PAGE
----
There are a number of reasons. Simple ones, include the fact that most people are not technically trained, are not able to think critically or to imagine new ways of approaching puzzling phenomena. There is also the general disintegration of the American educational system.

But more important, I believe, is that the recyclers have had a public relations success dumped in their laps. They get to compare recycling to the dumbest way that anyone could invent for dealing with excess goods, namely the garbage model. Compared to the garbage model, anything else has got to look good. Because the garbage model is so widely accepted, recycling appears to be a major improvement. Any proposal for any purpose will look great if you compare it to the worst possible alternative you can find. Normally, you will not be allowed to get away with that kind of comparison. Normally, you will be asked to also compare your proposal to the best possible alternative. But not in this case!

If recyclers routinely had to compare their approach to Zero Waste solutions, recycling would look like an inadequate, first-attempt response. But since the world at large, including the official world, never requires an incisive analysis of recycling, it continues to look better than dumps and incinerators and recyclers harp on this as the only basis of comparison.

Recycling also profits from the lack of any deep analysis of the alternatives in another way. As you surely know, there has been a longstanding effort to try to get individual buyers, users and trash discarders to step up to the plate and do what recyclers think they should. Whole reports and conferences turn on the question of what kind and what size and what color of recycling bins should be used. Should there be three kinds of bins for bottles, cans and paper? Should there be an undersink compost container that gets emptied out into the green bin? Is this all too confusing for the poor overloaded householder? What if we let him put everything to be recycled in a single bin (called single stream) and then pay some cheap labor to separate it out again? What a problem!

If all your time is spent agonizing over these non-productive questions, you will have no time left over for considering productive questions.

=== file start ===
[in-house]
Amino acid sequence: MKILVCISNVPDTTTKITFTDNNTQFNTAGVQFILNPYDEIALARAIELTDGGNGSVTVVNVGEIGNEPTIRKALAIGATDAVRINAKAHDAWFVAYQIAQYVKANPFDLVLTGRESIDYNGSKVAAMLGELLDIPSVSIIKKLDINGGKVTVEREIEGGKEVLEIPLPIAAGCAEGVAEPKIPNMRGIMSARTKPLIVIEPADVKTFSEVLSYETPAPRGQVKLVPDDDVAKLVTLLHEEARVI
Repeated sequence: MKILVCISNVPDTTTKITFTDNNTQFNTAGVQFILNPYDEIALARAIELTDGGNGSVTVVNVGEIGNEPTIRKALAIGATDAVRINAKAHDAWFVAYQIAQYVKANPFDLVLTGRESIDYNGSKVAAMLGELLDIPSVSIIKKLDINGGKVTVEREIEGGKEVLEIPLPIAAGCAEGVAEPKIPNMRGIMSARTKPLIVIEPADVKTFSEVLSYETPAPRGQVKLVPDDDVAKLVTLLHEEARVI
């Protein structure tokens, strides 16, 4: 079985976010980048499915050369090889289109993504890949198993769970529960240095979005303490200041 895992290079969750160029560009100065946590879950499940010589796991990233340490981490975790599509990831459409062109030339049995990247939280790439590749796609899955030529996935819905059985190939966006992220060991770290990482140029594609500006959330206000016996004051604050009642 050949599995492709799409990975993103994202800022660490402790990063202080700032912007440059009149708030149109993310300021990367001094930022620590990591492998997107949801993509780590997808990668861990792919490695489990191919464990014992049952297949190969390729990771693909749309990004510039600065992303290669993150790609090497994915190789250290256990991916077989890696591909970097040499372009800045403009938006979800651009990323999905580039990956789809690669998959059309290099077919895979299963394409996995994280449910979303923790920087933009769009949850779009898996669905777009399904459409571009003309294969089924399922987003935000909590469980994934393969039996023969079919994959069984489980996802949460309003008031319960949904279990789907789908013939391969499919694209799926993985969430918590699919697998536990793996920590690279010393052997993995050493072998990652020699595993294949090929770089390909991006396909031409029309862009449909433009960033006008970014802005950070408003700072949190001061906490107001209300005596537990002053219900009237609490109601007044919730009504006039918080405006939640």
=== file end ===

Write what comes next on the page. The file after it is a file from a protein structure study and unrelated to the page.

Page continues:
The Zero Waste approach suffers from no such theoretical confusion. It doesn’t require each and every member of society to master a new set of skills. All that is required of an individual user of some goods is to pass along his broken or exhausted item to the proper next person. Most often, that will be the reuse yard, which is a regular business, paid to repair or process and pass along your items to their proper next reincarnation, whatever that may be. Their particular procedure is known to them in advance, it was paid for when the item was sold, they will not refer to your item as junk or trash or garbage, no part of it will go into a dump (there won’t be any such thing except in nightmares, horror films and history lessons) and you will be asked for a background or a history or how the part stopped working. The history will follow the part thru its next usage, much like the chain of evidence follows a grab sample for chemical analysis or a piece of forensic evidence. This is no plan for abandonment of responsibility.

Redesigning for reuse is organized and responsible. There is no last minute scramble to deal with a flood of unknown broken up parts. The reuse pathway is built right into each item, not left to uninterested, underpaid, garbage workers. The proper next taker will be shown on the item’s label. The people planning and doing the reuse will be educated, technical people, paid for their knowledge. That is why you won’t need to become a high level decider – “let’s see, this is the second tuesday of the month and this junk has 67% glass so it goes into the blue bin. No, maybe it’s the red bin. I’ll look it up in the recycling instructions in the front of the phone book.”

  • Why do big corporations, including garbage companies, so forcefully support recycling?